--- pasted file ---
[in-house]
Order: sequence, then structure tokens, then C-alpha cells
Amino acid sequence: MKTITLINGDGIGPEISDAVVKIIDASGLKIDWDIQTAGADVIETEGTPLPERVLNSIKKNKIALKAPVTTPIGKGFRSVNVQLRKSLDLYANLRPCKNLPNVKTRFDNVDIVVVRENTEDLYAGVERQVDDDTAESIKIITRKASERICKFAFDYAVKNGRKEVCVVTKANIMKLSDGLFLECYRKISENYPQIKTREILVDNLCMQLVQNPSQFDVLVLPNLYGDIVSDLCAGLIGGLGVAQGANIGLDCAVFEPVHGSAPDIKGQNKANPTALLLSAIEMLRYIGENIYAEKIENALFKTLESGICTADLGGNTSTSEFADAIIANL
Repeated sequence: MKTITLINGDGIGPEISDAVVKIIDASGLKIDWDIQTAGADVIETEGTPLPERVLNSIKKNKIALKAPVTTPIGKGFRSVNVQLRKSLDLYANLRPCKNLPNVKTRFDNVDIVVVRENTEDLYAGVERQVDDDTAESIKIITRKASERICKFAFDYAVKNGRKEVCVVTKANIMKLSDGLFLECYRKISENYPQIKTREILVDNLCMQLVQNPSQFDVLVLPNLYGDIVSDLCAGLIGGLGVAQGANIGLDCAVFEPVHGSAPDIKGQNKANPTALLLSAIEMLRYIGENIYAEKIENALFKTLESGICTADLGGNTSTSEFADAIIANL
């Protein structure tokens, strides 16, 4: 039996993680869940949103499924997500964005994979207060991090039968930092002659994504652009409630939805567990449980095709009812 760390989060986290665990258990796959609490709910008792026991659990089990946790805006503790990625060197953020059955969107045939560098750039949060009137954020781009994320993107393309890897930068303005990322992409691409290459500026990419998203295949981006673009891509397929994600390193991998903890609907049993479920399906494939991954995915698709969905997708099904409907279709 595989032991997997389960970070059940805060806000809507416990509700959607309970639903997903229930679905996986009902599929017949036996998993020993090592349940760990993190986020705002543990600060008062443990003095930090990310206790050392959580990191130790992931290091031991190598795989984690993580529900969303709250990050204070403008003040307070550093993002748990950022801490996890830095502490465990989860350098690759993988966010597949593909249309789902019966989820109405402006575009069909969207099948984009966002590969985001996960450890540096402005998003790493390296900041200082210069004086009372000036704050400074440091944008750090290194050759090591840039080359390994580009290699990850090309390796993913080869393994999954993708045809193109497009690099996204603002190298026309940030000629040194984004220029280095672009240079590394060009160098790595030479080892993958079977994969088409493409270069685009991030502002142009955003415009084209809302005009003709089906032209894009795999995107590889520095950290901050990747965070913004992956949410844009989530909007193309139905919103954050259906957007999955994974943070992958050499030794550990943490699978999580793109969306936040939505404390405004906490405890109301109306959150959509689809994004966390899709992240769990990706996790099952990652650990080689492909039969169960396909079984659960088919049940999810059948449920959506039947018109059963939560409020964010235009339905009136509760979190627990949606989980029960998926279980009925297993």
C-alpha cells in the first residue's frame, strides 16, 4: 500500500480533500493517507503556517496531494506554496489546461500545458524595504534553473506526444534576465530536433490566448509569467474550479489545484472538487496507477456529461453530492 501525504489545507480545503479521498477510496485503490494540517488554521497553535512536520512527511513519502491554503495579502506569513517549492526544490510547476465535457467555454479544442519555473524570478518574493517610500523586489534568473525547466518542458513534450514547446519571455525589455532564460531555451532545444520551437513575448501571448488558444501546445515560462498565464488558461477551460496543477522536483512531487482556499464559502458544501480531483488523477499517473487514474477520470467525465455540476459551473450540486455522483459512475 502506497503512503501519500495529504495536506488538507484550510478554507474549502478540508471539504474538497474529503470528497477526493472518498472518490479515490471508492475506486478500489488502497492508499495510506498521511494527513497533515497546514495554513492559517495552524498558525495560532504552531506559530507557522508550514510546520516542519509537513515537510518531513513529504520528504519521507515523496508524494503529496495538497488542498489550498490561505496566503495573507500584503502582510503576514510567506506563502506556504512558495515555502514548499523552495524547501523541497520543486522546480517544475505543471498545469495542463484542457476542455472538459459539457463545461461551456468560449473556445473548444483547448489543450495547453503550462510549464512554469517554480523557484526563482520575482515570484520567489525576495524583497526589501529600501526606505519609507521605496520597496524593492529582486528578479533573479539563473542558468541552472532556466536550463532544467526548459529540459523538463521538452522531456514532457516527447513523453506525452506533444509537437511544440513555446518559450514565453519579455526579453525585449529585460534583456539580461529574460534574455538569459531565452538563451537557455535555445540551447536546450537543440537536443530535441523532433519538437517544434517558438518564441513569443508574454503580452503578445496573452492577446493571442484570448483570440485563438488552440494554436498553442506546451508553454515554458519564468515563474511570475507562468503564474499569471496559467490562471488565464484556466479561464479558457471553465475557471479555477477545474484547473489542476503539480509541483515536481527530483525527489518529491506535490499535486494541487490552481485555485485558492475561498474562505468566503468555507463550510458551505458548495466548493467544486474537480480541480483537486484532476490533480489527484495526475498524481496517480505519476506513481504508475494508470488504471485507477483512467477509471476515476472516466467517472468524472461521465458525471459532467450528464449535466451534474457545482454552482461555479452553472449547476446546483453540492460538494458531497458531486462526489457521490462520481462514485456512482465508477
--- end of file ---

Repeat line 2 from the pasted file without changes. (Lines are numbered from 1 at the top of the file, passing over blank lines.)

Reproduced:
Order: sequence, then structure tokens, then C-alpha cells